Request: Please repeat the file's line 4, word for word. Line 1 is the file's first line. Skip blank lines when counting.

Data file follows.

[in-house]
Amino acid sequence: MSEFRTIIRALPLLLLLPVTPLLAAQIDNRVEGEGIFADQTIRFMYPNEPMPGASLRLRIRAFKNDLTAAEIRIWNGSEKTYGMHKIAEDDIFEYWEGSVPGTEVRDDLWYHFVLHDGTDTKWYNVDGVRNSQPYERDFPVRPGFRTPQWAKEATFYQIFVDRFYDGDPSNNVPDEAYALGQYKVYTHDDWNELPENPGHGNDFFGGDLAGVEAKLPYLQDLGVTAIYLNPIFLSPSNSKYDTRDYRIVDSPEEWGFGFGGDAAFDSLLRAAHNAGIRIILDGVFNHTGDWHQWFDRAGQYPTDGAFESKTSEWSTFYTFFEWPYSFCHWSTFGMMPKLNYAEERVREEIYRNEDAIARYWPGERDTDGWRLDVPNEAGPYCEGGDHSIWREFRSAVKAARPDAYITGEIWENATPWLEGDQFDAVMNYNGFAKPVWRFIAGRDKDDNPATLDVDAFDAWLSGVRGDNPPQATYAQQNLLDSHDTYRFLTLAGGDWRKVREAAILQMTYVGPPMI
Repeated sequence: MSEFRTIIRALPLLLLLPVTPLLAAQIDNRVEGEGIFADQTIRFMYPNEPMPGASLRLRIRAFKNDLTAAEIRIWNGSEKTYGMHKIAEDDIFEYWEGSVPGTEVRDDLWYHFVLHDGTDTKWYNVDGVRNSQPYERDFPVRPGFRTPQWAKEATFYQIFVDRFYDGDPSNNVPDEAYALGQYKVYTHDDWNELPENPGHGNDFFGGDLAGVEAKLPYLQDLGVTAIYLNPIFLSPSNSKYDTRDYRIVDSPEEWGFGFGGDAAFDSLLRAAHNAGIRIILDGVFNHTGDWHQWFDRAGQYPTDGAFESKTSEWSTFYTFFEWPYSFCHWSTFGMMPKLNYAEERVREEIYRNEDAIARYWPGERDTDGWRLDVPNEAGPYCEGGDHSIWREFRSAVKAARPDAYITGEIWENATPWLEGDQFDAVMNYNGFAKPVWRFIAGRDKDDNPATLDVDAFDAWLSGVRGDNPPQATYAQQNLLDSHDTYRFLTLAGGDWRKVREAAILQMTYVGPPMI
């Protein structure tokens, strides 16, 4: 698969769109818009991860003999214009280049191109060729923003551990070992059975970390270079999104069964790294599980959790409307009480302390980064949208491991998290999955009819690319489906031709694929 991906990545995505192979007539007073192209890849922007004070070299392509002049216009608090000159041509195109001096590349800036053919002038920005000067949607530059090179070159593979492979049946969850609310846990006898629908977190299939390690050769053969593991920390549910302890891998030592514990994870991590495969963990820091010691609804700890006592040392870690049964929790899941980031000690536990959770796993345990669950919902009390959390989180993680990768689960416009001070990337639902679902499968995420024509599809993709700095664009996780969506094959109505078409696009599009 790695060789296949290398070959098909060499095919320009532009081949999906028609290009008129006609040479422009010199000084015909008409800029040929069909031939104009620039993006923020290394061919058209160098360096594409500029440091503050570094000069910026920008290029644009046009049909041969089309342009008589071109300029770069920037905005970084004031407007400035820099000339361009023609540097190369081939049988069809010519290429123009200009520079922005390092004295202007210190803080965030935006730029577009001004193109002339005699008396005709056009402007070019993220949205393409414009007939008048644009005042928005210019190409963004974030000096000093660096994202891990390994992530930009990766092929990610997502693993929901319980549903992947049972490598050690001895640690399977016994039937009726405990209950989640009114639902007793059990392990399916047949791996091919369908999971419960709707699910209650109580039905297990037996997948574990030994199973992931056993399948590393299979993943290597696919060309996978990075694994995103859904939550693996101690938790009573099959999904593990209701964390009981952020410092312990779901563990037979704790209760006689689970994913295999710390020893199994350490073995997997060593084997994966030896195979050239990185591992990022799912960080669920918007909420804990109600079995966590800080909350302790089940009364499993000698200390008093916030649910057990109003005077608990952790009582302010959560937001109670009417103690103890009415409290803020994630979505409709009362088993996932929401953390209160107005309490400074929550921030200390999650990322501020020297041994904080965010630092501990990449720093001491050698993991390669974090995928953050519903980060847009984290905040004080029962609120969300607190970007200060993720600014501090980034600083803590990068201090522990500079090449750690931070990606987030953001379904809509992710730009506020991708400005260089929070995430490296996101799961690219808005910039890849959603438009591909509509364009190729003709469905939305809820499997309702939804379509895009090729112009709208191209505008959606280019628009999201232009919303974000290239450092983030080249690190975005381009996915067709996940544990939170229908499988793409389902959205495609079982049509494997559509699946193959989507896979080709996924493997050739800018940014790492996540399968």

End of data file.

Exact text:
């Protein structure tokens, strides 16, 4: 698969769109818009991860003999214009280049191109060729923003551990070992059975970390270079999104069964790294599980959790409307009480302390980064949208491991998290999955009819690319489906031709694929 991906990545995505192979007539007073192209890849922007004070070299392509002049216009608090000159041509195109001096590349800036053919002038920005000067949607530059090179070159593979492979049946969850609310846990006898629908977190299939390690050769053969593991920390549910302890891998030592514990994870991590495969963990820091010691609804700890006592040392870690049964929790899941980031000690536990959770796993345990669950919902009390959390989180993680990768689960416009001070990337639902679902499968995420024509599809993709700095664009996780969506094959109505078409696009599009 790695060789296949290398070959098909060499095919320009532009081949999906028609290009008129006609040479422009010199000084015909008409800029040929069909031939104009620039993006923020290394061919058209160098360096594409500029440091503050570094000069910026920008290029644009046009049909041969089309342009008589071109300029770069920037905005970084004031407007400035820099000339361009023609540097190369081939049988069809010519290429123009200009520079922005390092004295202007210190803080965030935006730029577009001004193109002339005699008396005709056009402007070019993220949205393409414009007939008048644009005042928005210019190409963004974030000096000093660096994202891990390994992530930009990766092929990610997502693993929901319980549903992947049972490598050690001895640690399977016994039937009726405990209950989640009114639902007793059990392990399916047949791996091919369908999971419960709707699910209650109580039905297990037996997948574990030994199973992931056993399948590393299979993943290597696919060309996978990075694994995103859904939550693996101690938790009573099959999904593990209701964390009981952020410092312990779901563990037979704790209760006689689970994913295999710390020893199994350490073995997997060593084997994966030896195979050239990185591992990022799912960080669920918007909420804990109600079995966590800080909350302790089940009364499993000698200390008093916030649910057990109003005077608990952790009582302010959560937001109670009417103690103890009415409290803020994630979505409709009362088993996932929401953390209160107005309490400074929550921030200390999650990322501020020297041994904080965010630092501990990449720093001491050698993991390669974090995928953050519903980060847009984290905040004080029962609120969300607190970007200060993720600014501090980034600083803590990068201090522990500079090449750690931070990606987030953001379904809509992710730009506020991708400005260089929070995430490296996101799961690219808005910039890849959603438009591909509509364009190729003709469905939305809820499997309702939804379509895009090729112009709208191209505008959606280019628009999201232009919303974000290239450092983030080249690190975005381009996915067709996940544990939170229908499988793409389902959205495609079982049509494997559509699946193959989507896979080709996924493997050739800018940014790492996540399968």